There are several times that you might need to record a video of a sequence of commands in terminal. Let it be for a tutorial or for teaching seasons or just for your own reference.
Recording a video does not allow you to copy from it, so you need to provide some transcript of the video if you want your viewers to be able to copy your commands for further use.
Asciinema is a nice tool to be able to share a video of your console/terminal as an ASCII video. From this ASCII video, you will see exactly the same that happened on the console while recording and you can select all texts from the video. Here is a sample video, courtesy of asciinema.
Exciting isn’t it? In this Terminal Tuts, we will guide you on how to install asciinema and its basic usage. We are using Ubuntu in this tutorial but this guide should work on Linux Mint, elementary OS and other Ubuntu derivatives.
Installing asciinema using packages
We will make the basic installation in Ubuntu using packages, but basically, the installation procedure is easy on any system, first of all, as usual, it’s better to update apt repositories before installing:
sudo apt update
Once repositories are updated, we can install the package:
sudo apt install asciinema
and that’s all, we have asciinema installed.
Installing asciinema using pip3
Pip is a package manager for Python. pip3 also is the same but when using python3, it allows to install and manage packages from Python Package Index (Pypi). We can use it to install software packages built with Python as asciinema:
If we have not pip3 installed, we first need to install python3-pip from repositories:
sudo apt update && sudo apt install python3-pip
After we have pip installed, we can just do:
sudo pip3 install asciinema
Asciinema Basic Usage
In this case, you can just record a session in your console typing:
From this point, all our commands will be recorded while we just continue working on the terminal, once we have finished, we can just type:
When the session is over, we will be asked if we want to upload the session to asciinema.org, if we choose yes, we will be given a hash to identify our recording.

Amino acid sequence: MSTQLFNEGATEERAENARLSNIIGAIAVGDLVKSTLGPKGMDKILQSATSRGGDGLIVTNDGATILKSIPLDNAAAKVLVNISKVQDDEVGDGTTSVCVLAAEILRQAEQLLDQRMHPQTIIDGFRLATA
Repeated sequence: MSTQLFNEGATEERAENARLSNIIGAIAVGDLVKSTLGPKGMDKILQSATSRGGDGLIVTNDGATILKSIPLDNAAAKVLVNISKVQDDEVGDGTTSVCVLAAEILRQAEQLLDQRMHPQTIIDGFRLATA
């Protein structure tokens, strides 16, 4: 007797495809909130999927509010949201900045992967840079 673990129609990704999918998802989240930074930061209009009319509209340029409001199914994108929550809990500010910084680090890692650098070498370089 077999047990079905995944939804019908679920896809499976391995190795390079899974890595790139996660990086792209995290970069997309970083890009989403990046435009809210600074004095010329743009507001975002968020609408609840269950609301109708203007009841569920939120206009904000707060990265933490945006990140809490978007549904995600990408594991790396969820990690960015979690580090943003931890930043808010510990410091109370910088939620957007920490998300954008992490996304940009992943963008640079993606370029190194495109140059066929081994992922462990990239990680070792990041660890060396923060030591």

We can also save our cast to a local file just adding a file name after rec command:
asciinema rec filename.cast
Making a local cast recording allows us to playback the file just changing the command from rec to play:
asciinema play filename.cast
We can also control the play speed with flag -s, for example, double speed:
asciinema play -s 2 filename.cast
Or limit the idle time to a given value with -i:
asciinema play -I 3 filename.cast
This will bypass any idle time above 3. Asciinema can also show all the texts as if you had recorded with ”display”:
asciinema cat filename.cast
You can also upload a local file to your desired server (defaults to asciinema.org):
asciinema upload filename.cast
We will further see in other articles on how to host your own asciinema server to serve your own casts over the web if you are not comfortable sharing them on asciinema.org.
Asciinema Advanced Options and Editing
At this point you should have a good idea about what asciinema can do for you, but there is more in the pot: asciinema can reduce death times, all the time marks will be kept but video will be played on a more fluent way. This parameter, amongst other options, can be configured by default on config file created at $HOME/.config/asciinema/config the most useful ones are:
- command .- Used to choose the default shell command that will be opened by asciinema when the record starts, defaults to bash
- idle_time_limit.- It can be used both on rec and play in rec config means the time from which you will not be recording when idle on the console and in play mode means the time from which you will be skipping output when idling, defaults to off
- speed.- default playback speed (same as -s), it is a positive fraction (0.5 for 50% speed, 10 for 1000% speed), defaults to 1
You can also download a GO program (asciinema-edit) that will allow you to split content or remove idles in an already recorded cast.
Asciinema is a really useful tool to record tutorials and console sessions for tests or presentations (or just self-reference), it can be easily installed on a Linux system, both as system packages or as python packages and with a simple command interface will allow you to record, light-weight ASCII casts of your console sessions. In further articles, we will see how to host your own server and embed casts or how to convert them into gifs for sharing.